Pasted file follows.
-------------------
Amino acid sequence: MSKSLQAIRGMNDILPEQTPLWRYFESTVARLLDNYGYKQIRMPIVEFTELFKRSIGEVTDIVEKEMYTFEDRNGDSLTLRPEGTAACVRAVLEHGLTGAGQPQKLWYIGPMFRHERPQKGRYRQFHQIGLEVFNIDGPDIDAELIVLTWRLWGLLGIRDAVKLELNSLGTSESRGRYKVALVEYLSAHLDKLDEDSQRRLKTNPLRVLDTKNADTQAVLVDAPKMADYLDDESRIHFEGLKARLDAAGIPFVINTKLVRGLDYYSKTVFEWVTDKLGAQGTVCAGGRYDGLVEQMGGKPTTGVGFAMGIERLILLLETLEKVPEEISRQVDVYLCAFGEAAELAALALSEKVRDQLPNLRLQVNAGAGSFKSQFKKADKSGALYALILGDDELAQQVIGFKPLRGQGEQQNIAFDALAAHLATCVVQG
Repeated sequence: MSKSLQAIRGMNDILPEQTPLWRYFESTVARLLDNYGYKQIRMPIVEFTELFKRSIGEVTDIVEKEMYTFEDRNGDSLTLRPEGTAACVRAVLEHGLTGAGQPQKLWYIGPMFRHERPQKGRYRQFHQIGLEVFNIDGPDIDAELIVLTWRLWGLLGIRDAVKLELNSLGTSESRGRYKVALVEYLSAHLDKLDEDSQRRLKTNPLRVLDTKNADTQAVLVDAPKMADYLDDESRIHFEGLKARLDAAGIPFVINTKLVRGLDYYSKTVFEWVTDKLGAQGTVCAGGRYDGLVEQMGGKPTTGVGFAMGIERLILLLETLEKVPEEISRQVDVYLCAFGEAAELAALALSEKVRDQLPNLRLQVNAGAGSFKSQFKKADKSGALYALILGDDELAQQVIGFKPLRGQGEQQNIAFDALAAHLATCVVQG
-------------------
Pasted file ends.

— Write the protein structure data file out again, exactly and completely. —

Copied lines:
Amino acid sequence: MSKSLQAIRGMNDILPEQTPLWRYFESTVARLLDNYGYKQIRMPIVEFTELFKRSIGEVTDIVEKEMYTFEDRNGDSLTLRPEGTAACVRAVLEHGLTGAGQPQKLWYIGPMFRHERPQKGRYRQFHQIGLEVFNIDGPDIDAELIVLTWRLWGLLGIRDAVKLELNSLGTSESRGRYKVALVEYLSAHLDKLDEDSQRRLKTNPLRVLDTKNADTQAVLVDAPKMADYLDDESRIHFEGLKARLDAAGIPFVINTKLVRGLDYYSKTVFEWVTDKLGAQGTVCAGGRYDGLVEQMGGKPTTGVGFAMGIERLILLLETLEKVPEEISRQVDVYLCAFGEAAELAALALSEKVRDQLPNLRLQVNAGAGSFKSQFKKADKSGALYALILGDDELAQQVIGFKPLRGQGEQQNIAFDALAAHLATCVVQG
Repeated sequence: MSKSLQAIRGMNDILPEQTPLWRYFESTVARLLDNYGYKQIRMPIVEFTELFKRSIGEVTDIVEKEMYTFEDRNGDSLTLRPEGTAACVRAVLEHGLTGAGQPQKLWYIGPMFRHERPQKGRYRQFHQIGLEVFNIDGPDIDAELIVLTWRLWGLLGIRDAVKLELNSLGTSESRGRYKVALVEYLSAHLDKLDEDSQRRLKTNPLRVLDTKNADTQAVLVDAPKMADYLDDESRIHFEGLKARLDAAGIPFVINTKLVRGLDYYSKTVFEWVTDKLGAQGTVCAGGRYDGLVEQMGGKPTTGVGFAMGIERLILLLETLEKVPEEISRQVDVYLCAFGEAAELAALALSEKVRDQLPNLRLQVNAGAGSFKSQFKKADKSGALYALILGDDELAQQVIGFKPLRGQGEQQNIAFDALAAHLATCVVQG